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Caracci v. Habeas Corpus

United States District Court, C.D. California

March 28, 2014

TONY JOHN CARACCI, Petitioner,
v.
HABEAS CORPUS, Respondent.

MEMORANDUM OPINION AND ORDER DISMISSING PETITION WITHOUT PREJUDICE AND DENYING CERTIFICATE OF APPEALABILITY

JOHN E. McDERMOTT, Magistrate Judge.

INTRODUCTION

On October 30, 2013, Tony John Caracci ("Petitioner"), a prisoner in state custody, filed a Petition for Writ of Habeas Corpus pursuant to 28 U.S.C. Section 2254 ("Petition") in the Eastern District of California. On November 4, 2013, the Petition was transferred to this Court.

On January 21, 2014, Respondent filed a Motion to Dismiss the Petition ("Motion to Dismiss"), arguing that the Petition should be dismissed on the grounds that all of the claims are unexhausted and no proper respondent is named. Petitioner did not file an Opposition to the Motion to Dismiss, despite the fact that the Court sua sponte extended the deadline for him to do so.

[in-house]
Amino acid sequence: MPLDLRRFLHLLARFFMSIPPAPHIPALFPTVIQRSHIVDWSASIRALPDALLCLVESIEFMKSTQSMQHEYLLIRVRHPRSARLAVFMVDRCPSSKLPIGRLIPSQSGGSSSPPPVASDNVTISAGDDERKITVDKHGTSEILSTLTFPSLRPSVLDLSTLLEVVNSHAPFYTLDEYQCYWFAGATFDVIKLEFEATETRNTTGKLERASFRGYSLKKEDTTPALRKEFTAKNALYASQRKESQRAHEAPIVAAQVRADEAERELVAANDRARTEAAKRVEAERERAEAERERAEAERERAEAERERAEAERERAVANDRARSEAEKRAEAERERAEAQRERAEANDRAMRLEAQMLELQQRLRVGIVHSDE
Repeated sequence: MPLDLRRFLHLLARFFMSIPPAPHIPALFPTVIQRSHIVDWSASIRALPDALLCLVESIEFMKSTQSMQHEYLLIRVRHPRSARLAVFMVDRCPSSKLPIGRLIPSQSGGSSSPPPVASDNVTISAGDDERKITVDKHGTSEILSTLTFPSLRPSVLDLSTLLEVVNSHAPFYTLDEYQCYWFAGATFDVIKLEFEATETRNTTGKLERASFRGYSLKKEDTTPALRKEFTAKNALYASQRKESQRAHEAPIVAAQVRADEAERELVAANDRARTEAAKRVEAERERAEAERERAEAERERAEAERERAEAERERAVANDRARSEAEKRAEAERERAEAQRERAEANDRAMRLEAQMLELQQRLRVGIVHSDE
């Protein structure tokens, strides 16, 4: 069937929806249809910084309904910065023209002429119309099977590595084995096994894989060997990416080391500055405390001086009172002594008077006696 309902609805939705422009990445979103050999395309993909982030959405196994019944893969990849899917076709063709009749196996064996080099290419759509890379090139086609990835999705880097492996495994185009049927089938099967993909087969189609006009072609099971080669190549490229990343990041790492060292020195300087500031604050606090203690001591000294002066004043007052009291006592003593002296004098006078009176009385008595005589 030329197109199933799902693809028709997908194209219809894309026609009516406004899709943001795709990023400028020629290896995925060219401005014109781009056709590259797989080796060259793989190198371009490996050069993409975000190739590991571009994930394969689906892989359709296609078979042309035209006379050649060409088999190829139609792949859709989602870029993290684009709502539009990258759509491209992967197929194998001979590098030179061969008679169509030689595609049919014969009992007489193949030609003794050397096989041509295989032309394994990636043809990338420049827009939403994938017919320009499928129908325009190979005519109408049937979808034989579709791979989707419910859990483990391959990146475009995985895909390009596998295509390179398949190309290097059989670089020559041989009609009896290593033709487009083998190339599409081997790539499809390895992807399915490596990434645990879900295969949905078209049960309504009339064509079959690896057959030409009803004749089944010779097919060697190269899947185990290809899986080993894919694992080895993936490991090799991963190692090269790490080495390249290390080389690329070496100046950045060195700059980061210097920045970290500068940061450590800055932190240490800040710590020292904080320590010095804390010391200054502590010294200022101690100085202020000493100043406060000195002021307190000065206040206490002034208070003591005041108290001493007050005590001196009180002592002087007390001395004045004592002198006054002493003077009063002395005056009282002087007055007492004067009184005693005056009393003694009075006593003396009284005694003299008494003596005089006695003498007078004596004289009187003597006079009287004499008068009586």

The matter is ready for decision. For the reasons set forth below, the Petition is dismissed without prejudice as fully unexhausted.

PRIOR PROCEEDINGS

In Los Angeles County Superior Court case number NA089085, a jury found Petitioner guilty of two counts of first degree residential burglary (Cal. Penal Code § 459) and one count of receiving stolen property (Cal. Penal Code § 496(a)). Petitioner also admitted that he had been convicted of a serious felony within the meaning of the Three Strikes Law (Cal. Penal Code §§ 667(b)-(i), 1170.12(a)-(d)). On September 28, 2011, Petitioner was sentenced to a total term of 18 years and four months in state prison. (Respondent's Lodged Document ("LD") 1, 2.)